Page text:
Sunday, 4th June 2023

HIV, malaria, TB, others may become untreatable due to rise in medicine resistance, experts warn

By Chukwuma Muanya
26 November 2020   |   3:09 am
Over the past decade, the world has witnessed unprecedented scale-up of antiretroviral therapy (ART), which has saved the lives of tens of millions of people. As of December 2019, 25.4 million people

*Children given antibiotics before age of two may be more likely to suffer from allergies, asthma, other chronic illnesses, study finds

Over the past decade, the world has witnessed unprecedented scale-up of antiretroviral therapy (ART), which has saved the lives of tens of millions of people. As of December 2019, 25.4 million people out of an estimated 38 million people living with Human Immuno-deficiency Virus (HIV) were receiving ART globally.

Increased use of ART has, not unexpectedly, been accompanied by the emergence of some degree of HIV drug resistance, the levels of which have steadily increased in recent years.

HIV drug resistance can jeopardise the efficacy of antiretroviral drugs used for both HIV treatment and prevention of the infection and is associated with an increased number of HIV infections and HIV-associated morbidity and mortality.

Combating antimicrobial resistance (AMR), including resistance to HIV medicines, is a global priority that demands coordinated action across all government sectors and levels of society.

The Global Action Plan on HIV drug resistance 2017–2021, aligned with World Health Organisation’s (WHO’s) global action plan on antimicrobial resistance, defines key actions for the country and global stakeholders to prevent, monitor, and respond to HIV drug resistance and to accelerate progress towards achieving the global targets for HIV epidemic control by 2030.

The key actions are:
Prevention and response: implement high-impact interventions to prevent and respond to HIV drug resistance.

Monitoring and surveillance: obtain quality data on HIV drug resistance and HIV service delivery from periodic surveys, while expanding routine viral load and HIV drug resistance testing.

Research and innovation: encourage relevant and innovative research, which will have the greatest public health impact in minimising HIV drug resistance.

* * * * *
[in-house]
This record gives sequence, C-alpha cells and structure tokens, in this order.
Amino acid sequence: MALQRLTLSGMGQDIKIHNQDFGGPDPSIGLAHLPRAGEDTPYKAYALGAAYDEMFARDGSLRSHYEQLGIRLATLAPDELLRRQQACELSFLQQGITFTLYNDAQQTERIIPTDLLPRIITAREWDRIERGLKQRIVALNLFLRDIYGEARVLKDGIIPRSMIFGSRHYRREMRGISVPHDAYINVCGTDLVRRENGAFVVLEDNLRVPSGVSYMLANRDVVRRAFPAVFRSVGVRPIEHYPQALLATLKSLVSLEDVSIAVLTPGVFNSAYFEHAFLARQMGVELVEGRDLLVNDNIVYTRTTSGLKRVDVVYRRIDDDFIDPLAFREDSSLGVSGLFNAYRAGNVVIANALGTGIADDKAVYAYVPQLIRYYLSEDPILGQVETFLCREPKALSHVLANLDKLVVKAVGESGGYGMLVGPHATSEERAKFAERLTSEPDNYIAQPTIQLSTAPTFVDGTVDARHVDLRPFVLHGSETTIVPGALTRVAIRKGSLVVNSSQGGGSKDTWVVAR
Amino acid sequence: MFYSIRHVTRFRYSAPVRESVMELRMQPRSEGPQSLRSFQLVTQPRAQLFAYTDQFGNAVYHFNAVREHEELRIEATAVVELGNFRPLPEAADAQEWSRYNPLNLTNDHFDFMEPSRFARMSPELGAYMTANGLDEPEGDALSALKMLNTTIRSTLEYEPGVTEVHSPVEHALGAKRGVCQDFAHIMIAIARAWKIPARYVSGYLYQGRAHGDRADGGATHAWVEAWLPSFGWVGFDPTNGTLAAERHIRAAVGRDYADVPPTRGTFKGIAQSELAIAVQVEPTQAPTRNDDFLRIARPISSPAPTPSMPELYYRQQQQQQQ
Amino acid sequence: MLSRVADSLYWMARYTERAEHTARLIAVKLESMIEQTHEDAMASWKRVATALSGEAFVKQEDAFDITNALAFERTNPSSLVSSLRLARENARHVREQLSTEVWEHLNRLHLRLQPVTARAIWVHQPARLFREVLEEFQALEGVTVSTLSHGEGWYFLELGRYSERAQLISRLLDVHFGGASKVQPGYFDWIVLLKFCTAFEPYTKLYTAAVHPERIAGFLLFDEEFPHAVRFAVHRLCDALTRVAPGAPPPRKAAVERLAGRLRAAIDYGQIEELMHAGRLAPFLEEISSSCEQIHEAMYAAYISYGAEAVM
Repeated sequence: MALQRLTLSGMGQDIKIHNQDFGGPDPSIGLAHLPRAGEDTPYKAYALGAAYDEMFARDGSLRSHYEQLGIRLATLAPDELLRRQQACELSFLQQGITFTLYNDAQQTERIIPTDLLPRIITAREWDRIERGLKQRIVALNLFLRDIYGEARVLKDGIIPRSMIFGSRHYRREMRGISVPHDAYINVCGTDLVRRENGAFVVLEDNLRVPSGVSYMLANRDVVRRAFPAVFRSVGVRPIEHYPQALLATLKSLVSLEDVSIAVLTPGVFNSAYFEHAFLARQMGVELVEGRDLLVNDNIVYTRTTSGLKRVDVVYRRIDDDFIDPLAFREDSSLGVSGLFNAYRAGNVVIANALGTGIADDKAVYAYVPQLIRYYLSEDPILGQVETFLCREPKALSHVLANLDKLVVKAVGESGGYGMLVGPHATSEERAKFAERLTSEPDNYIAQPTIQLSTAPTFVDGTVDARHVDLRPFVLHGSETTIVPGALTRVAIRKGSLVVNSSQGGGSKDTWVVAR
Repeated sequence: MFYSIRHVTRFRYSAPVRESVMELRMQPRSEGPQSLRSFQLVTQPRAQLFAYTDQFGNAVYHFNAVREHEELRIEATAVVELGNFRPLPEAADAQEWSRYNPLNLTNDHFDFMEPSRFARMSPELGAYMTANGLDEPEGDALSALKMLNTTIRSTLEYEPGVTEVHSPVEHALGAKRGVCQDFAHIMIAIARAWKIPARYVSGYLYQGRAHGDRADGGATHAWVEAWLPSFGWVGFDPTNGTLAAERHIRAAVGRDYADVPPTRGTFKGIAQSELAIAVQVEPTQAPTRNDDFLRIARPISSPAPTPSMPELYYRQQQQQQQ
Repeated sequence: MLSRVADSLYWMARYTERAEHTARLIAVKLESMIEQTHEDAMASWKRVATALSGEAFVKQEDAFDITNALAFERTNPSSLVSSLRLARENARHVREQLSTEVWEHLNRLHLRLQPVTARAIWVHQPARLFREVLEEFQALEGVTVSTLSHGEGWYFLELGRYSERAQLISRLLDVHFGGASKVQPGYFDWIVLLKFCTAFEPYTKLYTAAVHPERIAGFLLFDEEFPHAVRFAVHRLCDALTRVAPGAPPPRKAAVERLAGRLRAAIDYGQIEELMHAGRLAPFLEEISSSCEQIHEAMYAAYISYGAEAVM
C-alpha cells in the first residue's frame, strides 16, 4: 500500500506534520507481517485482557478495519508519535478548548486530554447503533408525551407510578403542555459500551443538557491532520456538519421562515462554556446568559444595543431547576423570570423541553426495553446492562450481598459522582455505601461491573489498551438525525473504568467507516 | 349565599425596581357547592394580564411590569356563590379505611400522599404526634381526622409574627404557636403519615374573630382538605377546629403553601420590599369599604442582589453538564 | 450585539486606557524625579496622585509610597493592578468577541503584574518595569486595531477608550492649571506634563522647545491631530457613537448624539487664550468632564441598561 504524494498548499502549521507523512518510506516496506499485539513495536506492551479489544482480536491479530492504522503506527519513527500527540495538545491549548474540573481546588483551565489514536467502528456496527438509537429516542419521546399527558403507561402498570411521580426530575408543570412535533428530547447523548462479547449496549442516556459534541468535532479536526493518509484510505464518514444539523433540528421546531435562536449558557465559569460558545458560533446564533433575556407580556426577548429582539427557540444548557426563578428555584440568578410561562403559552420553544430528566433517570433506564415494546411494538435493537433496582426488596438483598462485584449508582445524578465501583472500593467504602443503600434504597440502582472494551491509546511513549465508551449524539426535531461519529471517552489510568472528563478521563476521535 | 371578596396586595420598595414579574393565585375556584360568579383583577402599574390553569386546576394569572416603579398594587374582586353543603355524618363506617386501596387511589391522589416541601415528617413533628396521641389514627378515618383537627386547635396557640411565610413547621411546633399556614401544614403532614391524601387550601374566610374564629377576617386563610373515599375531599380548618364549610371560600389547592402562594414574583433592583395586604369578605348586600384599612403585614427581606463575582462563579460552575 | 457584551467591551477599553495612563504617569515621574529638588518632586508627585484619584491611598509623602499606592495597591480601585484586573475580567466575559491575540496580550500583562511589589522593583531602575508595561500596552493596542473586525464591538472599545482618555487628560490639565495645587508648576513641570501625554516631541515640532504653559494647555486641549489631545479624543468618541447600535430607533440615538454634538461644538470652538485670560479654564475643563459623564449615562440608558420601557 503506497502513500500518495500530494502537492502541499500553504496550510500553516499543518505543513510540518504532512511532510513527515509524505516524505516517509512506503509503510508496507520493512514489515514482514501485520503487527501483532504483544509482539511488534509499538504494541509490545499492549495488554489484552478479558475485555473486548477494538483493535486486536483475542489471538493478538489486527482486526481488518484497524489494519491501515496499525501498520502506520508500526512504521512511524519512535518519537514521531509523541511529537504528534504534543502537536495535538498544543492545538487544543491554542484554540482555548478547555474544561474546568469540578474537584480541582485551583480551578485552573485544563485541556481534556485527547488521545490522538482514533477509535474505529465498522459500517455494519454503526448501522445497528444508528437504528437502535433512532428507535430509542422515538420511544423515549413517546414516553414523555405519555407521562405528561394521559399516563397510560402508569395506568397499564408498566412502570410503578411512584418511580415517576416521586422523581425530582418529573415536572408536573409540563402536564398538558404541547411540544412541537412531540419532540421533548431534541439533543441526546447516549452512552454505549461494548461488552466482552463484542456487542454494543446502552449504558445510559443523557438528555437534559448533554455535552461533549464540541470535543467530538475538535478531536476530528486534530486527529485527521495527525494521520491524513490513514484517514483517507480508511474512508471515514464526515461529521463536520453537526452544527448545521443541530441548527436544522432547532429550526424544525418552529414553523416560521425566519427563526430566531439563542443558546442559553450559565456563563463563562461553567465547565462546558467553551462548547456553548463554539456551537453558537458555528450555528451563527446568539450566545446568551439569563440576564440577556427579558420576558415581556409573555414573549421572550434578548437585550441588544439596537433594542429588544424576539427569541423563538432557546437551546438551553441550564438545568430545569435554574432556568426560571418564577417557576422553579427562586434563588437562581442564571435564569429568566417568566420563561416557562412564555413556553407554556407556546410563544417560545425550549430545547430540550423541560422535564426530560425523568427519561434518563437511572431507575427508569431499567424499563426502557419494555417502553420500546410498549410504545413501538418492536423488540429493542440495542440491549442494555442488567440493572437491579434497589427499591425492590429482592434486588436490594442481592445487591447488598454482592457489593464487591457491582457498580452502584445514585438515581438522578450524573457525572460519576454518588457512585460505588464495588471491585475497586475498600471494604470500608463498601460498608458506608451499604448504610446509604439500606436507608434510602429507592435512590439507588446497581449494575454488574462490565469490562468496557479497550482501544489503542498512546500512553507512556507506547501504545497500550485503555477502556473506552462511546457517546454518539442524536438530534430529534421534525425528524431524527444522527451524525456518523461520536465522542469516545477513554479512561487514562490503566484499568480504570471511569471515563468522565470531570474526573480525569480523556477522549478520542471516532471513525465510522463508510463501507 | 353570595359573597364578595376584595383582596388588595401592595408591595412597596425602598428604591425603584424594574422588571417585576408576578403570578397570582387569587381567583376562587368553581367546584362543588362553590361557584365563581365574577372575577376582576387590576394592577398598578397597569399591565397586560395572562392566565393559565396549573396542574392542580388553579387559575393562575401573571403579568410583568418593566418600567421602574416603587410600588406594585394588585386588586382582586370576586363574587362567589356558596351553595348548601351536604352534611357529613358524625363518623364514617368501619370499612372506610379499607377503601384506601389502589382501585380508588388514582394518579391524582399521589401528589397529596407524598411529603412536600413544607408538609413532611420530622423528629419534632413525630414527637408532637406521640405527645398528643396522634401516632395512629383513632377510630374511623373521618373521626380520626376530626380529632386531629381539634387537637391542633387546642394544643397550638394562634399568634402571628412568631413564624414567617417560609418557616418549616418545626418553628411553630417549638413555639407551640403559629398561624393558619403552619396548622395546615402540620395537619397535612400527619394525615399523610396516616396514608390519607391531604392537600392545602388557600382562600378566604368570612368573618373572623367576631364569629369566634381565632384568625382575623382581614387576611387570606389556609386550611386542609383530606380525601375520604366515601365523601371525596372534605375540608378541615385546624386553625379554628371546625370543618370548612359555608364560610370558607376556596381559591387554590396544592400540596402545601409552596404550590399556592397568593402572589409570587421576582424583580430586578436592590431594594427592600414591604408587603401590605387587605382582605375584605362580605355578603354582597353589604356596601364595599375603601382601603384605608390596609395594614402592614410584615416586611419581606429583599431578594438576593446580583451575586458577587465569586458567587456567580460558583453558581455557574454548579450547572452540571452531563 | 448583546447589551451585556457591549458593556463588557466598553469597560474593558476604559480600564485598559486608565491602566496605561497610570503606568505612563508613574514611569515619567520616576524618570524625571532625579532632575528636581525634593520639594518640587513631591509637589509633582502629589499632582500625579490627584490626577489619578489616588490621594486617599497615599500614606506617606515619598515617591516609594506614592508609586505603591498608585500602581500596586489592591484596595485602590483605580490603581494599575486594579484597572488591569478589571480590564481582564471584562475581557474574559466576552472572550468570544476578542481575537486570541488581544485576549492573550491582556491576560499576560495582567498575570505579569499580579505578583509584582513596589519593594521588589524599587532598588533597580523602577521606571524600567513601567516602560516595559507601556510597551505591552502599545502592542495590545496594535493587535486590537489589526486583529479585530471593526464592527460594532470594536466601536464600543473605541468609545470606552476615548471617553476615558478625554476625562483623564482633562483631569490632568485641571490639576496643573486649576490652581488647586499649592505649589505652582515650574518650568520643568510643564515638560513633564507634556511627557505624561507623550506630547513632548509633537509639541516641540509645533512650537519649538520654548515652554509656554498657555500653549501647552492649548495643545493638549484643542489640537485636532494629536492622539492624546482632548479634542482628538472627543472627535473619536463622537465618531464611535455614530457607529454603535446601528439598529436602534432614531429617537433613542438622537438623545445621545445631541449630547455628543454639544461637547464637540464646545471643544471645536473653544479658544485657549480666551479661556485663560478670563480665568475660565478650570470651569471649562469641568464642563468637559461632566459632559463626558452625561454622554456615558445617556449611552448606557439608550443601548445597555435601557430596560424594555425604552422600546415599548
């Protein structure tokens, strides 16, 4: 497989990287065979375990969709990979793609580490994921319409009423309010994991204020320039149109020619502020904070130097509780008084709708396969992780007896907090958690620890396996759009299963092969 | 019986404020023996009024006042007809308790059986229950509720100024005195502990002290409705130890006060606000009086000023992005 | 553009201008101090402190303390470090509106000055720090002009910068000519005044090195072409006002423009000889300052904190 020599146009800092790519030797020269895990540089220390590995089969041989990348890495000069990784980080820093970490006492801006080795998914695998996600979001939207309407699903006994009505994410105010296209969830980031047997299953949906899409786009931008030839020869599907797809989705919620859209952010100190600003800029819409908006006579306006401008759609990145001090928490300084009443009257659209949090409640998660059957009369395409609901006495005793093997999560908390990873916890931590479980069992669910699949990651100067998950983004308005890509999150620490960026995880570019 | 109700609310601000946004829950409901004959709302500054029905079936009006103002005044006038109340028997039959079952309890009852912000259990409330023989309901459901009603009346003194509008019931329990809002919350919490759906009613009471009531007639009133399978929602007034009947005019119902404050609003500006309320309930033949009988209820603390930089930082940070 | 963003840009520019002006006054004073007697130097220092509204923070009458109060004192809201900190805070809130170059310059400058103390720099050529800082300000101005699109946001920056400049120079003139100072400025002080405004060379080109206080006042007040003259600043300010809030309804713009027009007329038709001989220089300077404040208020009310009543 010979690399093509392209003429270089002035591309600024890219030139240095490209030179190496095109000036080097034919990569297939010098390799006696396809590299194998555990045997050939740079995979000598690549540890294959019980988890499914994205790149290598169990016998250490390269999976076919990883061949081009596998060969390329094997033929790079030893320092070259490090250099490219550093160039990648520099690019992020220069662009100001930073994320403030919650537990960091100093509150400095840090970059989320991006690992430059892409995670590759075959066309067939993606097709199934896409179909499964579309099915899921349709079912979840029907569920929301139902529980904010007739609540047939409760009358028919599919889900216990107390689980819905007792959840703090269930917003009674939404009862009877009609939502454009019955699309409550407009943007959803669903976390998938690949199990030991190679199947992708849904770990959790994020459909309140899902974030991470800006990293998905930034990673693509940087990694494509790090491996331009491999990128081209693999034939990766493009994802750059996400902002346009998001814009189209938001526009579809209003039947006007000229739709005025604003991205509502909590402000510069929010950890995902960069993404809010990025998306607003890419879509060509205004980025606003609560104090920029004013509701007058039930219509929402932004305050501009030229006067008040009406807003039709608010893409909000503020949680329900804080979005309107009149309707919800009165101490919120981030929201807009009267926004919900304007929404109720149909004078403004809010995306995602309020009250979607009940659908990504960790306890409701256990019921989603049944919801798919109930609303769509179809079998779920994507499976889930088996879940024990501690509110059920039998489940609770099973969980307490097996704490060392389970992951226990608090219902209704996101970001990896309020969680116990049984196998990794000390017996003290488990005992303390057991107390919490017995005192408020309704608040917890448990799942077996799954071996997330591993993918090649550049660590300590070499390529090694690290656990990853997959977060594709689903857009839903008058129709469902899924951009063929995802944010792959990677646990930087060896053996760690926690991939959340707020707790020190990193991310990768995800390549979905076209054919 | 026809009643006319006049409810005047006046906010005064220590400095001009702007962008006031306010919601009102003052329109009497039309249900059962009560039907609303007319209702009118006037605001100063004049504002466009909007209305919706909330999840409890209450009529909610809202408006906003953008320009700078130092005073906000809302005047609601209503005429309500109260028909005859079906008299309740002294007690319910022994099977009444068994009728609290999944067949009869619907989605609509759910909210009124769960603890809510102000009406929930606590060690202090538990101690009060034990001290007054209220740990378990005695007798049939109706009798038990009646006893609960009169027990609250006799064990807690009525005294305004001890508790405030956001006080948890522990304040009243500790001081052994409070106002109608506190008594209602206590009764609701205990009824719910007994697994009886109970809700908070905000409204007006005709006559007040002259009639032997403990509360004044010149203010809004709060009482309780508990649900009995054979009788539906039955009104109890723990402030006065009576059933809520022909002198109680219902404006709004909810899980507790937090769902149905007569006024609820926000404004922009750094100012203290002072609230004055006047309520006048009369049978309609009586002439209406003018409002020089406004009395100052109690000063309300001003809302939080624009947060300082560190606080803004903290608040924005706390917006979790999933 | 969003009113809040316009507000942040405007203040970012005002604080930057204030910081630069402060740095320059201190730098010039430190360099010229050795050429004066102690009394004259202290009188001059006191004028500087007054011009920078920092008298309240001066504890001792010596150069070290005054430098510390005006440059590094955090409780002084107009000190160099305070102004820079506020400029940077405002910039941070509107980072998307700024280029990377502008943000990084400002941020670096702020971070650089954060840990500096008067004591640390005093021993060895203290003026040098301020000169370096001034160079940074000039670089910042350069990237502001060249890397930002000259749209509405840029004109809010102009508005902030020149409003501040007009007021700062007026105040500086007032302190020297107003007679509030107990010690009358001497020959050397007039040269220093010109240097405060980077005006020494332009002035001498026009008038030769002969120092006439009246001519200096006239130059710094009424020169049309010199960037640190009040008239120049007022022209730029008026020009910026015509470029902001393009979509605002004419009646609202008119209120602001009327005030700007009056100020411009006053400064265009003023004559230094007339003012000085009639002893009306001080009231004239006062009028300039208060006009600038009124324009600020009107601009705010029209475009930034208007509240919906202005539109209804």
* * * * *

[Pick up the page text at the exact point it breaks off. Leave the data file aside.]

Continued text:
Laboratory capacity: support and expand the use of viral load testing and build capacity to monitor HIV drug resistance.

Governance and enabling mechanisms: ensure country ownership, coordinated action, advocacy, and sustainable funding are in place to support action on HIV drug resistance.

Also, antimalarial drug resistance has emerged in recent years as a threat to global malaria control efforts, particularly in the Greater Mekong sub-region. The much-anticipated Report on antimalarial drug efficacy, resistance, and response: 10 years of surveillance (2010–2019) will present a decade’s worth of data on drug efficacy and surveillance and recommendations to protect the efficacy of malaria treatments in the decades to come.

Meanwhile, a study has warned that children may be more likely to suffer from chronic illnesses like allergies, asthma, eczema, and obesity if given antibiotics before the age of two.

The full findings of the study were published in the journal Mayo Clinic Proceedings.

United States (U.S.) researchers analysed the health records of 14,500 children and found a correlation between chronic illness and early antibiotic use.

The team has speculated that the antibiotics — while used to help fight off ‘bad’ bacteria — can impact the beneficial microbes that make up our gut microbiome.

Allergies — which are the most common chronic disorder among children — affect more than one-in-four people in the United Kingdom (U.K.) at some point in their lives.

Antibiotics are used to treat bacterial infections like urinary tract infections but are not effective against viruses such as the common cold or coronavirus.

“We want to emphasise that this study shows association not causation of these conditions,” said paper author and physiologist Nathan LeBrasseur of the Mayo Clinic in Minnesota.

“These findings offer the opportunity to target future research to determine more reliable and safer approaches to timing, dosing, and types of antibiotics for children in this age group,” he added.

In their study, Professor LeBrasseur and colleagues analysed the health records of more than 14,500 children — around 70 per cent of who had been treated with antibiotics before the age of two.

The team found that these children appeared more likely to develop chronic illnesses — including asthma, attention deficit hyperactivity disorder, celiac disease, eczema, food allergies, hay fever, obesity, and weight issues.

“While recent data show an increase in some of the childhood conditions involved in the study, experts are not sure why,” said LeBrasseur.

“Other than the issue of multidrug resistance, antibiotics have been presumed safe by most pediatricians.”

Those babies who had received multiple courses of antibiotics were more likely to have more than one chronic condition during their childhood, the team also noted.

The types of illness suffered varied dependent on the child’s age, the kind of antibiotics they were on, and how many doses they were given.

“The ultimate goal is to provide practical guidelines for doctors on the safest way to use antibiotics early in life,” LeBrasseur added.

Although there are over 100 types of antibiotics, one of the most commonly prescribed is amoxicillin — used to treat assorted conditions including middle ear infections, strep throat, skin infections, pneumonia, and urinary tract infections.

In this article